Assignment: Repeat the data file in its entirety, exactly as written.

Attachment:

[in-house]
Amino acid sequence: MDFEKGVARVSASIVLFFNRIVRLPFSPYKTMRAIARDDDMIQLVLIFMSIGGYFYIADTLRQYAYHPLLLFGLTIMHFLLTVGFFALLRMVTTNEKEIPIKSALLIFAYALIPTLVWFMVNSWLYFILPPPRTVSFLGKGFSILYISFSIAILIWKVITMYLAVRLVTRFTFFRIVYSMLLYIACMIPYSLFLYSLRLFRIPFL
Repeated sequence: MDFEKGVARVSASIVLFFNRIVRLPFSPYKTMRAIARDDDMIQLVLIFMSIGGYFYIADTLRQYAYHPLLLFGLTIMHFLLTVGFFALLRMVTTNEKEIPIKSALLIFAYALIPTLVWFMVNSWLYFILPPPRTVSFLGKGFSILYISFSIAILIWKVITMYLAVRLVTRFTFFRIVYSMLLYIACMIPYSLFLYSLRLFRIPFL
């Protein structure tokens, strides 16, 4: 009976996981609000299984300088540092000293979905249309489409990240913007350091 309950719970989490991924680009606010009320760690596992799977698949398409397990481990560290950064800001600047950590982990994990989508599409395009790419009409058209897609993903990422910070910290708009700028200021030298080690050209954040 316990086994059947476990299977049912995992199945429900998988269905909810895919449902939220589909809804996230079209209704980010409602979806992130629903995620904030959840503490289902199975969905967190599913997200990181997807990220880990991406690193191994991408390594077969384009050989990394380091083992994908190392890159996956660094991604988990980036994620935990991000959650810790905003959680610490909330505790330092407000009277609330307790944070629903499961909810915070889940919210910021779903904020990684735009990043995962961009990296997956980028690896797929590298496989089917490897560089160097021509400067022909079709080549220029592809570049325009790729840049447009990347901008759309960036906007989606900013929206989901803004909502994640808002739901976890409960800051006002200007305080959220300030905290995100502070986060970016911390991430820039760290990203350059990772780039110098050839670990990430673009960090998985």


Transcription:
[in-house]
Amino acid sequence: MDFEKGVARVSASIVLFFNRIVRLPFSPYKTMRAIARDDDMIQLVLIFMSIGGYFYIADTLRQYAYHPLLLFGLTIMHFLLTVGFFALLRMVTTNEKEIPIKSALLIFAYALIPTLVWFMVNSWLYFILPPPRTVSFLGKGFSILYISFSIAILIWKVITMYLAVRLVTRFTFFRIVYSMLLYIACMIPYSLFLYSLRLFRIPFL
Repeated sequence: MDFEKGVARVSASIVLFFNRIVRLPFSPYKTMRAIARDDDMIQLVLIFMSIGGYFYIADTLRQYAYHPLLLFGLTIMHFLLTVGFFALLRMVTTNEKEIPIKSALLIFAYALIPTLVWFMVNSWLYFILPPPRTVSFLGKGFSILYISFSIAILIWKVITMYLAVRLVTRFTFFRIVYSMLLYIACMIPYSLFLYSLRLFRIPFL
């Protein structure tokens, strides 16, 4: 009976996981609000299984300088540092000293979905249309489409990240913007350091 309950719970989490991924680009606010009320760690596992799977698949398409397990481990560290950064800001600047950590982990994990989508599409395009790419009409058209897609993903990422910070910290708009700028200021030298080690050209954040 316990086994059947476990299977049912995992199945429900998988269905909810895919449902939220589909809804996230079209209704980010409602979806992130629903995620904030959840503490289902199975969905967190599913997200990181997807990220880990991406690193191994991408390594077969384009050989990394380091083992994908190392890159996956660094991604988990980036994620935990991000959650810790905003959680610490909330505790330092407000009277609330307790944070629903499961909810915070889940919210910021779903904020990684735009990043995962961009990296997956980028690896797929590298496989089917490897560089160097021509400067022909079709080549220029592809570049325009790729840049447009990347901008759309960036906007989606900013929206989901803004909502994640808002739901976890409960800051006002200007305080959220300030905290995100502070986060970016911390991430820039760290990203350059990772780039110098050839670990990430673009960090998985």